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The University of Wyoming’s Michael B. Enzi STEM Facility is a game-changing addition that promises to benefit the entire state by advancing scientific inquiry and education, according to speakers at the building’s dedication ceremony.
Among those cutting the ribbon for UW’s new undergraduate laboratory building today (Tuesday) were Gov. Matt Mead, UW President Dick McGinity, Trustee Dave Bostrom and the facility’s namesake, U.S. Sen. Mike Enzi.
Saying that he has “never been so honored,” the longtime senator expressed confidence that generations of students will benefit from the education they receive in the facility.
“This university promotes inventiveness,” Enzi said, expressing appreciation for the efforts of several UW presidents, governors, legislators and others to move the university forward. “We can be proud of this university and all that’s happening here.”
The three-story, 107,000-square foot facility -- located on the northwest corner of campus -- is home to most freshman- and sophomore-level science lab courses. The building includes more than 30 labs (including computational science and mathematics labs); small active-learning classrooms; and storage and set-up space for lab equipment. The building houses physics on the first floor; life sciences occupy the second floor; and chemistry is located on the third floor.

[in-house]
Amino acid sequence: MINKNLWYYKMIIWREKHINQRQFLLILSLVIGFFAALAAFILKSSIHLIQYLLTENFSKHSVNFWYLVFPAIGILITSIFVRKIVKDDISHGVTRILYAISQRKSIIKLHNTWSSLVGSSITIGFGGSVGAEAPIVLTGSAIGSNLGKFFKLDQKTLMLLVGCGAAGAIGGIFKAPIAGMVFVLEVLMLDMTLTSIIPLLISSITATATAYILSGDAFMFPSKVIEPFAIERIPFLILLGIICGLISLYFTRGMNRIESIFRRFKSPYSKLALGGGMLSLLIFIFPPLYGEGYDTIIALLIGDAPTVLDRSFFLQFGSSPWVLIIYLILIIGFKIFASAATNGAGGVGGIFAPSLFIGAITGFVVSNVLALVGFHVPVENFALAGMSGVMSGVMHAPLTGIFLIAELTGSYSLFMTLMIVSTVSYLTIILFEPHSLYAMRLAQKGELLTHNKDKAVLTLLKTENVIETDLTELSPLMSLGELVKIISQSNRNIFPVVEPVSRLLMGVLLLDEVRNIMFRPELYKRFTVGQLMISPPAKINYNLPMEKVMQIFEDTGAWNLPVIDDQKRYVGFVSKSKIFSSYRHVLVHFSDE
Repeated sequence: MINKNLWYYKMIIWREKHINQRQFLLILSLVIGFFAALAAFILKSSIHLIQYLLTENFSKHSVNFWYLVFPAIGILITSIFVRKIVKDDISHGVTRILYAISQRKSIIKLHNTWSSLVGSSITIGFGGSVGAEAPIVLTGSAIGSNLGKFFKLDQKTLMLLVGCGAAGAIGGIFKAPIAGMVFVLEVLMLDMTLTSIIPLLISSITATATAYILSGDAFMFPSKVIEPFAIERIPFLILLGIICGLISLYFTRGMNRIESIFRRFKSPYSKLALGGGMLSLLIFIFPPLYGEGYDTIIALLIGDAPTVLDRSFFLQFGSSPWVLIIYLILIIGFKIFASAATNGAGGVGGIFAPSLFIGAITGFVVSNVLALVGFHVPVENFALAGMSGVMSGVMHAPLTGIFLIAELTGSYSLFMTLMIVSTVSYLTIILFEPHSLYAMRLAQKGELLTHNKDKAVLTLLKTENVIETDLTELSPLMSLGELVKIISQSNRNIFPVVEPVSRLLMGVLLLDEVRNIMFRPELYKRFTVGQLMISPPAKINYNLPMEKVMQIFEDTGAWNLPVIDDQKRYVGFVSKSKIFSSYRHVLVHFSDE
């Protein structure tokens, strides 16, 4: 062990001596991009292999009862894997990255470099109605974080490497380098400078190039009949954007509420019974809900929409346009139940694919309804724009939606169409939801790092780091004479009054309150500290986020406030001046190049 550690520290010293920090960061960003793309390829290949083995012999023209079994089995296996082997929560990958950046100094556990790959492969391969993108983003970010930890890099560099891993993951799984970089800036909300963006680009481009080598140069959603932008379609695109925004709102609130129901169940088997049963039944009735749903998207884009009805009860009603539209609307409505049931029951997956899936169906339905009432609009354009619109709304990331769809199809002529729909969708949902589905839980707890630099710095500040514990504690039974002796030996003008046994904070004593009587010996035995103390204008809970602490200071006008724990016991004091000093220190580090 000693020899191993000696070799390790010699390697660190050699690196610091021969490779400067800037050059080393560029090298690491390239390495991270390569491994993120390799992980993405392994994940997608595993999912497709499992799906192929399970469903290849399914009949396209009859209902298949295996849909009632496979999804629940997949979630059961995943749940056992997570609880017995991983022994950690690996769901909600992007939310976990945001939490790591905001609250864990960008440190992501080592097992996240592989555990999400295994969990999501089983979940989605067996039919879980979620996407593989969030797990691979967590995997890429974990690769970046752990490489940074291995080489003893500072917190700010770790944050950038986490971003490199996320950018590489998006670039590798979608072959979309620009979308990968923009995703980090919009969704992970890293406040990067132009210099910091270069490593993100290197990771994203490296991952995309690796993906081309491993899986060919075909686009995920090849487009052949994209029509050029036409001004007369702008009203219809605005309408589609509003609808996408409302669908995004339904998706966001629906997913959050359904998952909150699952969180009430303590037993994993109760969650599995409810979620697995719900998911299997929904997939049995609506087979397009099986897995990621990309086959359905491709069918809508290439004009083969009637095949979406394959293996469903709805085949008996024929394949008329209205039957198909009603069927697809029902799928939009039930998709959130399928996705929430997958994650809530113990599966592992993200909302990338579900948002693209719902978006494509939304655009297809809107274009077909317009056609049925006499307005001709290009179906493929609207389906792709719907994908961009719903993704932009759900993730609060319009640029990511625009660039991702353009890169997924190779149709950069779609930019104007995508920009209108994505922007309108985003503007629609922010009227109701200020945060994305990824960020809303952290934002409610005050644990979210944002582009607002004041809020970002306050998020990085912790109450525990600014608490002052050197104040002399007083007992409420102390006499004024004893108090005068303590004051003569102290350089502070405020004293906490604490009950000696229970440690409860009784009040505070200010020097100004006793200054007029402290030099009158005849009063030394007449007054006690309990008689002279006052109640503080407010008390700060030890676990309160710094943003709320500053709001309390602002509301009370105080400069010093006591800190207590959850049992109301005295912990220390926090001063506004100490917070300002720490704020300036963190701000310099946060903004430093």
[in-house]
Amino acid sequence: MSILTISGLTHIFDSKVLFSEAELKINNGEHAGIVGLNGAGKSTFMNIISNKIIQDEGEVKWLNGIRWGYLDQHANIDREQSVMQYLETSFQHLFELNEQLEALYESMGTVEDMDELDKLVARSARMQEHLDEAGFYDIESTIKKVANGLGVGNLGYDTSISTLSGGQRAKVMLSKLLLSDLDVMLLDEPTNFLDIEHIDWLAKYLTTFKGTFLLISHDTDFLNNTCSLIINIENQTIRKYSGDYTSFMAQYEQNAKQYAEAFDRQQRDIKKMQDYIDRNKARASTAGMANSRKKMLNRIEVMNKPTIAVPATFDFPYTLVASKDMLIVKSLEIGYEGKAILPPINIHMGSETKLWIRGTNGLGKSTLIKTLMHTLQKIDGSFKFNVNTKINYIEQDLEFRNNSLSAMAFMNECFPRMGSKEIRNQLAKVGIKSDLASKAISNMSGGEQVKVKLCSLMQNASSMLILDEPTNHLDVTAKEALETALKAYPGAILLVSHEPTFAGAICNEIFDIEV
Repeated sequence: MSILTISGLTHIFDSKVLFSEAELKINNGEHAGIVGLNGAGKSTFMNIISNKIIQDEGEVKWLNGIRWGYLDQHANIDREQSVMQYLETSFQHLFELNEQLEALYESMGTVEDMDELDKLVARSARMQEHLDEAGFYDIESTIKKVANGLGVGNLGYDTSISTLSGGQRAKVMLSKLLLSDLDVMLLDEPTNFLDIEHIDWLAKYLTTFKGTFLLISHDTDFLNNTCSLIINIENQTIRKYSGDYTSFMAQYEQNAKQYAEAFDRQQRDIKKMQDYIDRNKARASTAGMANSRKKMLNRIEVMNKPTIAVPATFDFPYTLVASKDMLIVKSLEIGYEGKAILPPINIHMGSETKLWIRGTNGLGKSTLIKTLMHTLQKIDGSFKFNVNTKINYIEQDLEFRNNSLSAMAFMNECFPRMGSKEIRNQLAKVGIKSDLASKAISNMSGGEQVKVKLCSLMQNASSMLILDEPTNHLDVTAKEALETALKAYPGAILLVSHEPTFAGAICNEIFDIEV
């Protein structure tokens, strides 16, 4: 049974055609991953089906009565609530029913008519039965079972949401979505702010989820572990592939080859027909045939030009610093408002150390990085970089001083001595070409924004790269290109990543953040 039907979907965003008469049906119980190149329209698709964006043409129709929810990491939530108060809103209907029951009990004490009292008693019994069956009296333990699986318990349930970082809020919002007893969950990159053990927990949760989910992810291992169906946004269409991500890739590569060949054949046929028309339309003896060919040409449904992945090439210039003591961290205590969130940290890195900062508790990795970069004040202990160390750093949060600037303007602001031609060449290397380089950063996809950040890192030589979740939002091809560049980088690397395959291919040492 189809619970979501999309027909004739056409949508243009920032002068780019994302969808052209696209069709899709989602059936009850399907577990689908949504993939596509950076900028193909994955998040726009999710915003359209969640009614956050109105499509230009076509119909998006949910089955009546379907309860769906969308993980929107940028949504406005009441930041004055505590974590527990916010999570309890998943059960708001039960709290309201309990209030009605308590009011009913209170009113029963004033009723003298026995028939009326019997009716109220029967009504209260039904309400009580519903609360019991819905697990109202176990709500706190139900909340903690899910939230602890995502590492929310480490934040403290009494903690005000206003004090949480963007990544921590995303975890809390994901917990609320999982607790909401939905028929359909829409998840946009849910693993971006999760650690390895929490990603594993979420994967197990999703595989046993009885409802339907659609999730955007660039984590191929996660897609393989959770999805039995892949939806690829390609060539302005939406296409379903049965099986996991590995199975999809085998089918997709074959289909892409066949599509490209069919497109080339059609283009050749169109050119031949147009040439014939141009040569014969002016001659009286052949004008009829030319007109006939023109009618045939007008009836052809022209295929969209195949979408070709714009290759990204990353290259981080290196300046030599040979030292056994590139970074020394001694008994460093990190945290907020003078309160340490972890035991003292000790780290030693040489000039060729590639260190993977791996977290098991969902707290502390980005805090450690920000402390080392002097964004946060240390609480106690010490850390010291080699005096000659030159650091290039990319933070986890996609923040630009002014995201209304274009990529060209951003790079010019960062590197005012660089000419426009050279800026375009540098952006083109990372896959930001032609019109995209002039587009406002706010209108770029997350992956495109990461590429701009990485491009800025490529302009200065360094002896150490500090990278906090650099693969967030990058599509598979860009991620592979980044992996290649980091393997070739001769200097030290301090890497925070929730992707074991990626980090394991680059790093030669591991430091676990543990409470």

The $50 million building opened Jan. 25 at the start of the spring semester.
“Having state-of-the-art lab facilities for our undergraduates will provide science majors with learning opportunities and experiences that will propel them in their scientific careers; expose all UW students to the significance of science; provide opportunities to celebrate science with the public; and serve as a key component of our Science Initiative,” McGinity said. “The long-term implications for the state are incalculable.”
The governor said the Enzi STEM Facility and UW’s Science Initiative and Tier-1 Engineering Initiative, among other efforts, represent a “doubling down” on STEM education that will benefit the state in many ways.
“This is a celebration that will go on for decades, as bright young students will use this facility to make discoveries that will help so many of us,” Mead said. “STEM education is important now, and it will be more and more important in the future.”
Bostrom said replacing the undergraduate labs in UW’s 40-plus-year-old Physical Sciences and Biological Sciences buildings has been a priority of the university for some time. Expressing gratitude that state leaders recognized the need as well, Bostrom noted the efforts of those leaders, Enzi and other members of Wyoming’s congressional delegation to secure federal Abandoned Mine Lands (AML) dollars for the project.
Bostrom said the building was named for the state’s senior senator not just because of his efforts on AML funding, but because of his work on education and other issues as a member of Congress and as a state legislator.
“His pragmatic approach to committee leadership has been extremely effective, and not polarizing,” Bostrom said, praising Enzi’s collaborative work as a legislative leader. “It’s absolutely phenomenal what he has done for us.”